In the summer months, youths 11 years and older participate in the program. They are trained to teach residents of public housings, particularly, and other South Bronx residents to identify, eliminate or avoid the environmental triggers of asthma in their homes. They develop materials and conduct recreational activities that focus on controlling asthma and reducing obesity. The summer activities end with a street fair which the participants organize. In the 2011 summer, array of health service providers, such as United Doctors Inc, St. Barnabas Hospital, Wellcare Inc; the New York City Department of Health, and several individuals in the community attended our health fair and shared useful information. Blood pressure and other health screenings were conducted free of charge.
In the summer of 2011, a total of 98,000 literatures on assortment of topics addressing asthma, obesity and other community needs were given out to a total of 3000 people in our community presentations, health fairs, workshops, food distributions and seminars. From pre and post workshops questionnaires, 85% or 2975 of the respondents reported greater awareness of asthma and obesity issues and a readiness for habits and lifestyle changes.
We plan to continue this project year-round as follows:
We will run the project for fifteen hours weekly in an after-school sessions (five days weekly) beginning on November 2011. We already have signed a collaboration agreement with the school and intend to reach out to other middle and high schools in the Bronx as feeder schools to recruit 60 -150 students, and their families for the program. We will adopt project-based approach to implement the project. For two hours on weekdays and three hours on weekends, we will blend assortment of academic enhancing tutorials with exciting and innovative hands-on recreational activities focused on improving the participating students’ school grades and reducing the risks of obesity and asthma.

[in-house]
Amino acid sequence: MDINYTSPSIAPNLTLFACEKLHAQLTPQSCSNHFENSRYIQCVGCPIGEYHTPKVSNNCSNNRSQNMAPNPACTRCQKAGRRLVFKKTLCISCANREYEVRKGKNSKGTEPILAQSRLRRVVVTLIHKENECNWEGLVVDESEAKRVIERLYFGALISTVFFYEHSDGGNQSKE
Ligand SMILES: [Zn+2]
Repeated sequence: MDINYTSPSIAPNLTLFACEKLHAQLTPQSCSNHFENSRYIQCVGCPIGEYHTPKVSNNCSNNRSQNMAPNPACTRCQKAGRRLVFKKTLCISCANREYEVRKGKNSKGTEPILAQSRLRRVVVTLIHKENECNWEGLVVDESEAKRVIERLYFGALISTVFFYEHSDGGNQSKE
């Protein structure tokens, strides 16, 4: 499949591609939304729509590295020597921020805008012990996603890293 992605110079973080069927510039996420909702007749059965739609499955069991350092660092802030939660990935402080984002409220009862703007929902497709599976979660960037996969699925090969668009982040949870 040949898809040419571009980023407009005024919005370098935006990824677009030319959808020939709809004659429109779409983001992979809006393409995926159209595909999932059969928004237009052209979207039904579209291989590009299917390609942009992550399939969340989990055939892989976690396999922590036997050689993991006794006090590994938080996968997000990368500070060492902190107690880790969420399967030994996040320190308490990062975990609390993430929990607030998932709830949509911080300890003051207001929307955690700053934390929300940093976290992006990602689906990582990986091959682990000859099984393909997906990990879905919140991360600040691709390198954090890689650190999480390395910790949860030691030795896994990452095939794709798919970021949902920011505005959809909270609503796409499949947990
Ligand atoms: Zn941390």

We will involve residents of public housing and reward them with needed hours of community service to keep their tenancy. Students in the project will also receive incentives and community service credits to apply towards their graduation. Also, qualified past summer youth workers will be hired as part-time workers in the project.
WHAT WE NEED:
Program materials needed include, computers, projectors and screens, give-away gift items to be distributed during presentations; photocopy machines and papers, printers, storage cabinets, fax machines, ink cartridges, table top and other supplies.
Currently Funds are being developed through campaigns targeting foundations, corporations and our community leaders including our on-going supporters.
HOW YOU CAN HELP.
1. In support of the project, you can donate as little as $5.00. or more and join our fight against obesity and asthma.
2. You can recommend the project to your employer for marching funds or sponsorship.
3. You can recommend the project to foundations for funding or give us funding leads.
4. You can spread the word about the project in your social network sites and invite your friends to join.
5. You can join us as a volunteer in the project.
YOU CAN DONATE SAFELY VIA PAYPAL ON THIS WEBSITE. DONATIONS ARE SAFE AND SECURED.
NOTE: All donations to Christ Disciples International Ministries, Inc are income tax deductible.
Christ Disciples International Ministries, Inc (CDIM) is a 501 (C) (3) organization. We are located in the South Bronx’s Community District (CD) #3, within the 16th Congregational District of New York State. CDIM has an independent board of directors, composed of seven professional women and men including a youth who represents other young people involved in the project. CDIM'S board of trustees is in charge of the organization’s overall fiscal guidance, policy formulation and on-going management oversight. Our activities’ areas are: Spiritual enrichment, Education and Youth Leadership, Environmental Health, Food and Nutrition, including Immigration and Citizenship. For more information about our programs, please call: (646) 294-7726.